View Full Version : building tubes from line segments

i have a list of points that represent joins for line segments. one can think of bones, maybe. i want to build tubes (triangle meshes) from this lines with a given tube segment count. the reason for that is, that i want to render real lines in opengl, with lighting, shadows and so on. glLineWidth is not what i'm looking for.

the problem i have are the shared tube points on the joins. what i have tried is the following:

1. interpolate the direction of the next and the previous line segment on a given join

2. build x quaternions with that given axis and the angle = DEG2RAD(x*360/tube_segment_count);

2.1 convert each quaternion into a matrix

2.2 using the 2nd column (up vector) of that matrix, scale it by the tube radius, add the join position and store that vector

3. connect all calculated vectors by triangles

so far, no problem. but when i build a simple circle with maybe 10 joins, some tube segments get twisted. i know, why this problem occurs, but i dont know of a robust solution to this problem.

regards,

jan

Cyranose

02-01-2004, 12:00 PM

Remembering back to a geometric modeller I wrote in college...

You're essentially transforming a 2D circle into 3D along a piecewise linear curve and skinning up the vertices. At each source vertex on your curve, you compute an orientation that is aligned along the segment's direction with an arbitrary rotation about the segment axis since that's the only unspecified element.

The way I recall generating that quat was to compute a rotation from the Z-axis vector to the segment's axis vector and define my circle in the X/Y plane. Then default rotation should be what you want, if I remember right.

I don't know why you'd have the rotation about the segment be a function of the segment # unless you _want_ that twist. To avoid twists, use the same rotation everywhere (use world-up vector, for example, unless your segments are vertical).

For nice banking, take the cross product of two adjacent segment directions and use this as your up vector. If there's too much twisting, limit the rotation about the segments to a certain delta per segment, e.g., the weighted average of the current rotation with that of the one or two next and previous segments.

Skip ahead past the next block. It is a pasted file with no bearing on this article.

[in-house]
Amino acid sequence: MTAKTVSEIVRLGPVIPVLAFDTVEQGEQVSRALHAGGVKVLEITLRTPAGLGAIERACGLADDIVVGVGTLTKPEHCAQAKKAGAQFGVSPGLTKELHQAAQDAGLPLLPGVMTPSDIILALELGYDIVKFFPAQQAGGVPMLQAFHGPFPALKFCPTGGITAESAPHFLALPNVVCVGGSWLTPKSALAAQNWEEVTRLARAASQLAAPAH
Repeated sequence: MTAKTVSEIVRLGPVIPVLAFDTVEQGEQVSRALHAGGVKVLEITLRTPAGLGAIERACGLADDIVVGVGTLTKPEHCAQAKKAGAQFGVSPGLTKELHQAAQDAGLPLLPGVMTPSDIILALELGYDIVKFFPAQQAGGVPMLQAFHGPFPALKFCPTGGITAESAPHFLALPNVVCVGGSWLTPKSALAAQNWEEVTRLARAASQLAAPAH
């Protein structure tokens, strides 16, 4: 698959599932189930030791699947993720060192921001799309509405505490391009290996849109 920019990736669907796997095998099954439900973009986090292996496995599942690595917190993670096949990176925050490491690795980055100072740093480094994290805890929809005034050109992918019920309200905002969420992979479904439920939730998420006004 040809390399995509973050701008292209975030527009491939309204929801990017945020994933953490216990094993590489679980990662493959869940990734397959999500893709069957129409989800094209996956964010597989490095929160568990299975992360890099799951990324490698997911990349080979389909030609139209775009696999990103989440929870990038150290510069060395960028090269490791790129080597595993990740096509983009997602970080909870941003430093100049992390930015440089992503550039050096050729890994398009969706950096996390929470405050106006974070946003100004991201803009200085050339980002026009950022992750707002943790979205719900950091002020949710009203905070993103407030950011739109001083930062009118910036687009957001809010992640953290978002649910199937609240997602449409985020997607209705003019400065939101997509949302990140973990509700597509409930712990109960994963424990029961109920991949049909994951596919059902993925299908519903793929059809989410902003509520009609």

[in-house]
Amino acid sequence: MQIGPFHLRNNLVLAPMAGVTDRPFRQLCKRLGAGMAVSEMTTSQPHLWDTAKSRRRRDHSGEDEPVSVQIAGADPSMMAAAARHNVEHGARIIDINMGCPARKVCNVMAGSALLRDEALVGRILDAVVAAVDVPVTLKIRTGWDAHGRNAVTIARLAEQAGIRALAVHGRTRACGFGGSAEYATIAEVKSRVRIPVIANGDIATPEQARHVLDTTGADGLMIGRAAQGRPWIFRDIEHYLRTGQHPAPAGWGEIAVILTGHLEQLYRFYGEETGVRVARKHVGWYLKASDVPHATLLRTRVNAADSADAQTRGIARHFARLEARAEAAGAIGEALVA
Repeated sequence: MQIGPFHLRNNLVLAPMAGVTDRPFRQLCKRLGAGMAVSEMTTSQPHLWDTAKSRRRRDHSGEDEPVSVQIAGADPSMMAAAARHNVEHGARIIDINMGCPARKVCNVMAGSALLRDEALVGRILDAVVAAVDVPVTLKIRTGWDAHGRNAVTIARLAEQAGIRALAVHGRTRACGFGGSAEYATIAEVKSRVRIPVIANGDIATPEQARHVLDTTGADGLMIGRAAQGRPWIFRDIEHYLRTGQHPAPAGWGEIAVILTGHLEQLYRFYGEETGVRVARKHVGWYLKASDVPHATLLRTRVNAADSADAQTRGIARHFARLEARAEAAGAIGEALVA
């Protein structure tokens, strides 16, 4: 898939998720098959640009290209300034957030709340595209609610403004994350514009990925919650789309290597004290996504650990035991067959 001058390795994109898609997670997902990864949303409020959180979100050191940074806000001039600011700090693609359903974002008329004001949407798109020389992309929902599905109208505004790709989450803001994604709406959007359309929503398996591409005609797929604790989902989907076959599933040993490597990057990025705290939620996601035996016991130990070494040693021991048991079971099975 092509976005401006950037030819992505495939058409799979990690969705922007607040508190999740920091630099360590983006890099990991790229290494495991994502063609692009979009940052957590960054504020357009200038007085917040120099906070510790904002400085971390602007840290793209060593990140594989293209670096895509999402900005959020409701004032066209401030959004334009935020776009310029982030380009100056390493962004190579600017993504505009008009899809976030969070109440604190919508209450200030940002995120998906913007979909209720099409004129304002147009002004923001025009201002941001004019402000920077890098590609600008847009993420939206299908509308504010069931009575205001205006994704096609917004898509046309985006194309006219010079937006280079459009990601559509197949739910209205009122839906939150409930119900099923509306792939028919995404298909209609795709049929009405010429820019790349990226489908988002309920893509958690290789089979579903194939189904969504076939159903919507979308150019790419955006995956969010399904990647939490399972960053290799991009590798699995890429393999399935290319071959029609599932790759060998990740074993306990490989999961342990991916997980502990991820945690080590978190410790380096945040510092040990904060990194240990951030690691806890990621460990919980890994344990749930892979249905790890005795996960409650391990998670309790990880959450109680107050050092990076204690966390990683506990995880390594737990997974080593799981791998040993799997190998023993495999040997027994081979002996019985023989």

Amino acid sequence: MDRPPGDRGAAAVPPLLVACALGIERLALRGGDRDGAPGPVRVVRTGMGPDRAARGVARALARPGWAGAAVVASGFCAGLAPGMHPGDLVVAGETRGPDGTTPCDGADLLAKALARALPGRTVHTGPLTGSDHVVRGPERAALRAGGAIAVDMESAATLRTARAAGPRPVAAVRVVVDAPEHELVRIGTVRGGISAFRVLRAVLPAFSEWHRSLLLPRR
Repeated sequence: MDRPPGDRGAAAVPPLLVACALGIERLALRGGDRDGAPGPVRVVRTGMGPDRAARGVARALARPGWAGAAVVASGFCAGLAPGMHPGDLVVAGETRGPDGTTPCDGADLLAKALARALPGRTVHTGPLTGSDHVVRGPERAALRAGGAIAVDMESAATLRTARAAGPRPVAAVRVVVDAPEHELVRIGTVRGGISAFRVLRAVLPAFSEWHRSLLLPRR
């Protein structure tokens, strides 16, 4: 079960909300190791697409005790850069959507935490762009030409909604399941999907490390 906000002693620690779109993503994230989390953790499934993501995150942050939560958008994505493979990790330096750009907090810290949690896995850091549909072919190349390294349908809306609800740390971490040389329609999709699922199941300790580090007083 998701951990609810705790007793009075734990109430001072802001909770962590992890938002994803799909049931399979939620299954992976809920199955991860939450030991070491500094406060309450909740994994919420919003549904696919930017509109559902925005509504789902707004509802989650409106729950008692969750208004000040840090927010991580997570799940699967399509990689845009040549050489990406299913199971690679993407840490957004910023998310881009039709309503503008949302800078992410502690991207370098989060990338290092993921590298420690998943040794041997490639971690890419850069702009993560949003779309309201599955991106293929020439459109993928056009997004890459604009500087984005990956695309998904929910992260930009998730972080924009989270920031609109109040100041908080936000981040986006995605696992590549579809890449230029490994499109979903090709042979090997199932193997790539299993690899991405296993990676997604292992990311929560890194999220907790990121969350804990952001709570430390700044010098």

Avi

[This message has been edited by Cyranose (edited 02-01-2004).]

generating rotations about a specific axis puts me in too much trouble. an idea a have is to average connecting line segments, build a plane on the join with the averaged vector as normal, shot some rays from the starting join in direction of the line segment an calculate the ray plane intersection. for the next join, a shot the rays from the last found intersection points and so on.

so i dont have to care about any rotation stuff, i can loft any 2d shape you can think of, it only depends on the last join vertices and it perfectly avoids twisting.

it was just a thought while waiting for the bus and i haven't implemented it yet, but it sounds quite well.

your suggestion is a great fallback for my cold winter day dream http://www.opengl.org/discussion_boards/ubb/smile.gif

thanks,

jan

Originally posted by jabe:

generating rotations about a specific axis puts me in too much trouble..

maybe you should try the following approach:

consider a part of your chain: three line segments AB, BC, CD passing through the points A, B, C, D. At point B we could build a vector Bbi, which disects the angle ABC. Bbi=AB/|AB|-BC/|BC|. Same thing at point C, bisector Cbi=BC/|BC|-CD/|CD|. If those vectors do not lie on the same plane with BC, then the tube WILL be twisted anyway. If not, then lines on these vectors (Bbi and Cbi) intersect at point Q. Vector Qt=QB*(1-t)+QC*t , 0<=t<=1, describes all points on BC in such a manner, that planes, perpendicular to BCQ and containing Qt describe all tube slices from B to C. You should build 2D-profile of your tube in that plane, and connect these sections.

[This message has been edited by Mega (edited 02-04-2004).]

Powered by vBulletin® Version 4.2.3 Copyright © 2016 vBulletin Solutions, Inc. All rights reserved.